Cookie Week Day Three: Girl Scout CookiesPosted by in Food
Who doesn’t love Girl Scout cookies? Did you know the Girl Scouts have been selling these cookies for almost 100 years? Did you ever wonder how it started?
Girl Scouts have been selling cookies as a fundraiser since 1917, when the Mistletoe Troop in Muskogee, Oklahoma baked and sold cookies in its high school cafeteria as a service project.
Scout cooking was a hot topic at the time – the 1918 book Camp Cookery: A Cookery and Equipment Handbook for Boy Scouts and Other Campers by Ava B. Milan, A. Grace Johnson, and Ruth McNary Smith contained a recipe for rolled oat cookies which were to be baked on a grill over an open fire. In 1922, The American Girl magazine (then published by the Girl Scout national headquarters) included a cookie recipe which estimated the cost of ingredients to be 26 to 36 cents for six or seven dozen cookies. It also suggested the cookies could be sold for 25 to 30 cents per dozen. Cookies sales became traditional for many troops in the 1920s and 30s with Girl Scouts baking sugar cookies at home and selling them door to door.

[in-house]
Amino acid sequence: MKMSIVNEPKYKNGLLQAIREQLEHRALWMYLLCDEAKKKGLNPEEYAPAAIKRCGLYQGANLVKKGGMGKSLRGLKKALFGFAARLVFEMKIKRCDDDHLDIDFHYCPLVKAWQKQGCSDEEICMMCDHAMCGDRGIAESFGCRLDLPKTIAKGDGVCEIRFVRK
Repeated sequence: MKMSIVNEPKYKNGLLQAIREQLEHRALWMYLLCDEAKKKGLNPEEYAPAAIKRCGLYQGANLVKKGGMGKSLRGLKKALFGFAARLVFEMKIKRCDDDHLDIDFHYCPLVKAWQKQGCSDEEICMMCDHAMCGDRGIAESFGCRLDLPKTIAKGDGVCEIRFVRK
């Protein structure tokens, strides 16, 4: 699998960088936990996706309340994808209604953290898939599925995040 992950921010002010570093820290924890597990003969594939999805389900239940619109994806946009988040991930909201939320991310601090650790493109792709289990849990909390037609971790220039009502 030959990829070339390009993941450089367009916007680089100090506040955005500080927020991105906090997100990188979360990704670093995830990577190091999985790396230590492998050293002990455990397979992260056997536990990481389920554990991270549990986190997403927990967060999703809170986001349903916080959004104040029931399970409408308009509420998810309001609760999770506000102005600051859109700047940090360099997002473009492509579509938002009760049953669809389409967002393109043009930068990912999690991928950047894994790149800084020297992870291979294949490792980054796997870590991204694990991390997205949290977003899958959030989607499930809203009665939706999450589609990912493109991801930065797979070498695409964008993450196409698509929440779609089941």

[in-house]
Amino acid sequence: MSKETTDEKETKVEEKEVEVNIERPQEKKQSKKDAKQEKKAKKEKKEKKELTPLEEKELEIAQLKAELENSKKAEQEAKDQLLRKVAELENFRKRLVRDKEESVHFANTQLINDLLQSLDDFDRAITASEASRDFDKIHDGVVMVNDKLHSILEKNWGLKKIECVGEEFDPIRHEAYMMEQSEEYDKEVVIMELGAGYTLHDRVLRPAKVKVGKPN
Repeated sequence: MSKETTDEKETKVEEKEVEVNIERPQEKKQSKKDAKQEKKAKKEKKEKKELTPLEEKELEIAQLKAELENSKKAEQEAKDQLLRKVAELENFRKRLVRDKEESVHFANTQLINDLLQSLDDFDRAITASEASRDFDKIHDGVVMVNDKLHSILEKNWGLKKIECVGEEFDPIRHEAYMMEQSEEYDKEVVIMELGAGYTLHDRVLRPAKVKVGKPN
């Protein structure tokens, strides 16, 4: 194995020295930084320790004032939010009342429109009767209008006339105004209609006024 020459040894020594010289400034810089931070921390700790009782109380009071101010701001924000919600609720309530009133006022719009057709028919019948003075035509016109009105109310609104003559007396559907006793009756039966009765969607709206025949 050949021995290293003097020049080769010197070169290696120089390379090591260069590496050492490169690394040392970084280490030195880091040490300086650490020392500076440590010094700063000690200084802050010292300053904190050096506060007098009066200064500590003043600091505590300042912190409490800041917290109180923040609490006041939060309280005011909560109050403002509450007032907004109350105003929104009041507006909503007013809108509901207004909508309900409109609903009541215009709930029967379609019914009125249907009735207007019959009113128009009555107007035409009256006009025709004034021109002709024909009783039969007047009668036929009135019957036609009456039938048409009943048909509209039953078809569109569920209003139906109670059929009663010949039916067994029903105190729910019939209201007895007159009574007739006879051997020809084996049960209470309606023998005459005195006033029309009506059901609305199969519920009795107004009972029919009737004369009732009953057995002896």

Published in 1922, this is the original recipe Girl Scouts used to make cookies at home for their sales:
Original Girl Scout Cookies
1 cup butter
1 cup sugar plus additional amount for topping (optional)
2 tablespoons milk
1 teaspoon vanilla
2 cups flour
1 teaspoon salt
2 teaspoons baking powder
Cream butter and the cup of sugar; add well-beaten eggs, then milk, vanilla, flour, salt, and baking powder. Refrigerate for at least 1 hour. Roll dough, cut into trefoil shapes, and sprinkle sugar on top, if desired. Bake in a quick oven (375°) for approximately 8 to 10 minutes or until the edges begin to brown. Makes six- to seven-dozen cookies.
There’s a lot more about the history and culture of Girl Scout cookies (and some neat photos the Girl Scouts gave me permission to use) in Cookie: A Love Story!
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